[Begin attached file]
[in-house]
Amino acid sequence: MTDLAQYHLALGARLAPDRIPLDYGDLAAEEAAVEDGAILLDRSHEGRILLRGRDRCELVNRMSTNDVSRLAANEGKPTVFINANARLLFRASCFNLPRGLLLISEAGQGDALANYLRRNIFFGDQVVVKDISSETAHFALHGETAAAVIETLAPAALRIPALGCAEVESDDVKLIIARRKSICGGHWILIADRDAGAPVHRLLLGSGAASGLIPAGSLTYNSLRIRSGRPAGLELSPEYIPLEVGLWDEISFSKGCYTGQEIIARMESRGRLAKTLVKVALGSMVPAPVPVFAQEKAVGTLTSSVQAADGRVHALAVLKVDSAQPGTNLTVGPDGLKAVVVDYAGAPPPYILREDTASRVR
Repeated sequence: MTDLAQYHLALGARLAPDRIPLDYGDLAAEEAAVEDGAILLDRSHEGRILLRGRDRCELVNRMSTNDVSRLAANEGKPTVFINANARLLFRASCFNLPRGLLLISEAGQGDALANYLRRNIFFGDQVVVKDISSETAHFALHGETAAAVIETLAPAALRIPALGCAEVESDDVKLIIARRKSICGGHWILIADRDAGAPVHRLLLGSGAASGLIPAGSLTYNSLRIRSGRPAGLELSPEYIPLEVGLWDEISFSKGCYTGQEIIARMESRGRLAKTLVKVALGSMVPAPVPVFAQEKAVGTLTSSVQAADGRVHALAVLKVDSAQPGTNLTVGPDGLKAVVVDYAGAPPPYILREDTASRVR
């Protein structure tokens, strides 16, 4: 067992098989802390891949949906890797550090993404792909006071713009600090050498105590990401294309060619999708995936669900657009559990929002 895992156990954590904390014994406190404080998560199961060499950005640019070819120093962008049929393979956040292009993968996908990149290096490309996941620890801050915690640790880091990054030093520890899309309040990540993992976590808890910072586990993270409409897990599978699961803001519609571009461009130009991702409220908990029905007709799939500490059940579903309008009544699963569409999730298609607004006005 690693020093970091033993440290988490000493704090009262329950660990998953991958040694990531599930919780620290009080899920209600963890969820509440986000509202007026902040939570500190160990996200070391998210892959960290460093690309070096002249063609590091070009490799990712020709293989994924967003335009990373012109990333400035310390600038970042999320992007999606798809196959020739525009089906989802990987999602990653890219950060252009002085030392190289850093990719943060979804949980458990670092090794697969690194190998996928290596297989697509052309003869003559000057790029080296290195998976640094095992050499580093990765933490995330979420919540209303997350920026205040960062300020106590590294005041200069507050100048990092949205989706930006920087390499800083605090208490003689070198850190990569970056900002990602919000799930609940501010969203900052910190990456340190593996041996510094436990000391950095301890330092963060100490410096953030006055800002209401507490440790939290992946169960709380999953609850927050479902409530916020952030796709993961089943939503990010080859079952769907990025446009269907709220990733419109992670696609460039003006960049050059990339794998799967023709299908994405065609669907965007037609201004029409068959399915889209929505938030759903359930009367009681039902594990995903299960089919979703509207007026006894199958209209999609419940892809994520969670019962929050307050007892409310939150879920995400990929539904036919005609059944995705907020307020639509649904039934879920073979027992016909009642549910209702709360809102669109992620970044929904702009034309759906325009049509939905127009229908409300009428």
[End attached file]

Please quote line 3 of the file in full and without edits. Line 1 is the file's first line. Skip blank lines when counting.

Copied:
Repeated sequence: MTDLAQYHLALGARLAPDRIPLDYGDLAAEEAAVEDGAILLDRSHEGRILLRGRDRCELVNRMSTNDVSRLAANEGKPTVFINANARLLFRASCFNLPRGLLLISEAGQGDALANYLRRNIFFGDQVVVKDISSETAHFALHGETAAAVIETLAPAALRIPALGCAEVESDDVKLIIARRKSICGGHWILIADRDAGAPVHRLLLGSGAASGLIPAGSLTYNSLRIRSGRPAGLELSPEYIPLEVGLWDEISFSKGCYTGQEIIARMESRGRLAKTLVKVALGSMVPAPVPVFAQEKAVGTLTSSVQAADGRVHALAVLKVDSAQPGTNLTVGPDGLKAVVVDYAGAPPPYILREDTASRVR